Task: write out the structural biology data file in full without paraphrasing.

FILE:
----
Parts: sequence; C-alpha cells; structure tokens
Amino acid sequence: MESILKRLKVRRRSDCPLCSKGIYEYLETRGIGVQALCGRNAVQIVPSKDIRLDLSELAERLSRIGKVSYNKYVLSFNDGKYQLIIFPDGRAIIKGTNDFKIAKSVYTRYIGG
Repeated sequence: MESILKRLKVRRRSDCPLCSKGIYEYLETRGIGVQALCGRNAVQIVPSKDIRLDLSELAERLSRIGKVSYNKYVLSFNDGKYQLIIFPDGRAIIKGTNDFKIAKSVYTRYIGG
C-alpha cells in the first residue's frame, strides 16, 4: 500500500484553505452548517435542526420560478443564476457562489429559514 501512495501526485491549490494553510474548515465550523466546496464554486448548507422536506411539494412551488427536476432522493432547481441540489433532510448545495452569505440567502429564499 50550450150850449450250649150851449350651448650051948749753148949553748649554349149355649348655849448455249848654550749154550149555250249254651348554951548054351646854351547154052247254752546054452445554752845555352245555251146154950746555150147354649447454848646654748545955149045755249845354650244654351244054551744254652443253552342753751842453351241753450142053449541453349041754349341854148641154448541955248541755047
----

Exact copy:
Parts: sequence; C-alpha cells; structure tokens
Amino acid sequence: MESILKRLKVRRRSDCPLCSKGIYEYLETRGIGVQALCGRNAVQIVPSKDIRLDLSELAERLSRIGKVSYNKYVLSFNDGKYQLIIFPDGRAIIKGTNDFKIAKSVYTRYIGG
Repeated sequence: MESILKRLKVRRRSDCPLCSKGIYEYLETRGIGVQALCGRNAVQIVPSKDIRLDLSELAERLSRIGKVSYNKYVLSFNDGKYQLIIFPDGRAIIKGTNDFKIAKSVYTRYIGG
C-alpha cells in the first residue's frame, strides 16, 4: 500500500484553505452548517435542526420560478443564476457562489429559514 501512495501526485491549490494553510474548515465550523466546496464554486448548507422536506411539494412551488427536476432522493432547481441540489433532510448545495452569505440567502429564499 50550450150850449450250649150851449350651448650051948749753148949553748649554349149355649348655849448455249848654550749154550149555250249254651348554951548054351646854351547154052247254752546054452445554752845555352245555251146154950746555150147354649447454848646654748545955149045755249845354650244654351244054551744254652443253552342753751842453351241753450142053449541453349041754349341854148641154448541955248541755047